Hi! My name is Cédric Bozzi, I make websites and iOS apps, and this is my blog about technology (mostly a Twitter archive, really).

19 September 2007

Friendster in your blogroll

@web@

XFN - XHTML Friends Network [via]:

XFN puts a human face on linking. As more people have come online and begun to form social networks, services such as Technorati and Feedster have arisen in an attempt to show how the various nodes are connected. Such services are useful for discovering the mechanical connections between nodes, but they do not uncover the human relationships between the people responsible for the nodes. […]

The links in Joe’s blogroll would look something like this:

<a href=”http://jane-blog.example.org/”
rel=”sweetheart date met”>Jane</a>

<a href=”http://dave-blog.example.org/”
rel=”friend met”>Dave</a>

<a href=”http://darryl-blog.example.org/”
rel=”friend met”>Darryl</a>

<a href=”http://www.metafilter.com/”
>MetaFilter</a>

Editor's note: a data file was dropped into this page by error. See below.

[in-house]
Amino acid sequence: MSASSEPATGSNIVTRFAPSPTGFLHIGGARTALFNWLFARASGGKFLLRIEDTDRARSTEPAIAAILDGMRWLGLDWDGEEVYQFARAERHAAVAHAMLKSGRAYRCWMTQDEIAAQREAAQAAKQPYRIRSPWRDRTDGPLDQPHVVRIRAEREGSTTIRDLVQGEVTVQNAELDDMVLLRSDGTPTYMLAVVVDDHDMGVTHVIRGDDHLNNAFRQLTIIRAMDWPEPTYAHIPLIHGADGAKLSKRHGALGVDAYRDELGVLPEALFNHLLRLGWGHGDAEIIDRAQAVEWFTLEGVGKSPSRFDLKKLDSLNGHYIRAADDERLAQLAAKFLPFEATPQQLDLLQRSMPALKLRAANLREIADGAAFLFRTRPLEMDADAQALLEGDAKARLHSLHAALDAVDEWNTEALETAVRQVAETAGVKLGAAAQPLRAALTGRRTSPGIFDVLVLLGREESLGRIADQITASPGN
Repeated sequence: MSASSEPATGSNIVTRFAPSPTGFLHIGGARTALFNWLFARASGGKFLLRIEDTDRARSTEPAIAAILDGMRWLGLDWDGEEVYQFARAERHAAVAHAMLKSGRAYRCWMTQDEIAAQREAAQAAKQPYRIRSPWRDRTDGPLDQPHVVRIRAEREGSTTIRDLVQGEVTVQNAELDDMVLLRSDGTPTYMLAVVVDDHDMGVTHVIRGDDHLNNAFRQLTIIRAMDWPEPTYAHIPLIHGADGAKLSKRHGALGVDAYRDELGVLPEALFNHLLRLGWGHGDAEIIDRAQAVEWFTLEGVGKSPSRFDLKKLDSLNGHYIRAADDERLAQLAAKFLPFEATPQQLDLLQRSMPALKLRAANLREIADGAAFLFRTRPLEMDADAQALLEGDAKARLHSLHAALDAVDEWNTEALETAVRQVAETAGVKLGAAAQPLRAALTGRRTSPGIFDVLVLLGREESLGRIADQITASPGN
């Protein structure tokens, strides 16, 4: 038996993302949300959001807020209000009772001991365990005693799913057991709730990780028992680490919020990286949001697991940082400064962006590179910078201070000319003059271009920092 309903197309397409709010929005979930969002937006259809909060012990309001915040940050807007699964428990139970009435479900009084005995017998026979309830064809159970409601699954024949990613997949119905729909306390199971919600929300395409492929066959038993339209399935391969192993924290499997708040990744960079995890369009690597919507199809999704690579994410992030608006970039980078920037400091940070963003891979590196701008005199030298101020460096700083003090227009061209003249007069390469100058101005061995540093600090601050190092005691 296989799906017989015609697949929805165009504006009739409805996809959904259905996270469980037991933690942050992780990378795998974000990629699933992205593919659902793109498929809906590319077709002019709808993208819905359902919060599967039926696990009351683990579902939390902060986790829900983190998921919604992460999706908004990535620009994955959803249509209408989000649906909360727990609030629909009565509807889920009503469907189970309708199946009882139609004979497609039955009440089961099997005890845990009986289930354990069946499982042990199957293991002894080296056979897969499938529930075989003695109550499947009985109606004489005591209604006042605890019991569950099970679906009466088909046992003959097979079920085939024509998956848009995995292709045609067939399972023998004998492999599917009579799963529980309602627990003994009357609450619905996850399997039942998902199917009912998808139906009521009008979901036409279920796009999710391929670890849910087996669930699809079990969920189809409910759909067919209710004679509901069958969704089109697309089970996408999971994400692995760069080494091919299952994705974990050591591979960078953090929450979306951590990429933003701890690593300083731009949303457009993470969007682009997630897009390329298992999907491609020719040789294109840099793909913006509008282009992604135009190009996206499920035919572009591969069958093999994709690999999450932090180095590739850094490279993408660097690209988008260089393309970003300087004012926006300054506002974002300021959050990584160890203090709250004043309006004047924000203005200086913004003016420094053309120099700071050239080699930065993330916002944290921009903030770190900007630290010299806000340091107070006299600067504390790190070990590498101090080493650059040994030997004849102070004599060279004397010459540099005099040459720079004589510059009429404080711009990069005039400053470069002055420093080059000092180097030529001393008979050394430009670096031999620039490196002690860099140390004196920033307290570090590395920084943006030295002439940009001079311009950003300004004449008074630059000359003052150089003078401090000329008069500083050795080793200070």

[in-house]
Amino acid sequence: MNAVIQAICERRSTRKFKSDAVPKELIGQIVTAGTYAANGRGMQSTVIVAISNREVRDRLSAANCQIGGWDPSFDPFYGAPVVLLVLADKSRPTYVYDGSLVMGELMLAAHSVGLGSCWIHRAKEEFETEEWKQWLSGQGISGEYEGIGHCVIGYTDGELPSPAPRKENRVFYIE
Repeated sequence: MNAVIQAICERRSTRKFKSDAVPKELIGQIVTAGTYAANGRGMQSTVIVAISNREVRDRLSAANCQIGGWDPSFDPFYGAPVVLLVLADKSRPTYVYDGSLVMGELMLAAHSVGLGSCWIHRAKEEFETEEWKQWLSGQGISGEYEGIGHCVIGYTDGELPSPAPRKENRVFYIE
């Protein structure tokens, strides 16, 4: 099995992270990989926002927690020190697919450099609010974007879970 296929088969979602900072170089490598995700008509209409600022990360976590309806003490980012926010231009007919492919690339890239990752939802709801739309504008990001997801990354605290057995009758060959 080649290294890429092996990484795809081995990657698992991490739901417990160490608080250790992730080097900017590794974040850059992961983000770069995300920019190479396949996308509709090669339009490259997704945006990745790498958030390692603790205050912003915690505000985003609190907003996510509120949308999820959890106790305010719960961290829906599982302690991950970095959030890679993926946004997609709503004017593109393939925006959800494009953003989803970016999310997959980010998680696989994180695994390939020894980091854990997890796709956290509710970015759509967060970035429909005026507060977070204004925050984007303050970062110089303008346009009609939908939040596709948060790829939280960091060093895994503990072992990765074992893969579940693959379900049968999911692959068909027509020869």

<a href=”http://james-blog.example.com/”
rel=”met”>James Expert</a>

This is so simple, I can’t imagine any reason not to use it.

It is also possible to use advanced CSS2 to insert content before or after elements. This can be used to recreate the practice of “starring” links to people physically met as follows:

a[rel~=”met”]:after {content: ” *”;}

FAQ:

Tools, Sites, Spiders etc. that use or support XFN will be added to this page.

Yeah, that’s an empty list right there. But, once again, it’s so simple — why not be one of the first to use it? Here’s the list of possible values (which can all be combined) :

  • met

  • contact / acquaintance / friend

  • co-worker / colleague

  • co-resident / neighbor

  • child / parent / sibling / spouse / kin

  • muse / crush / date / sweetheart

  • me

Notes: the difference between “co-worker” and “colleague” (which may be obvious to the English-speaking, but not to me) is that a colleague is someone who works in the same field as you do (shouldn’t there be something for students in the same class, by the way?); “me” denotes your own web presence, obviously; and there is no mention of accepting “neighbour.”

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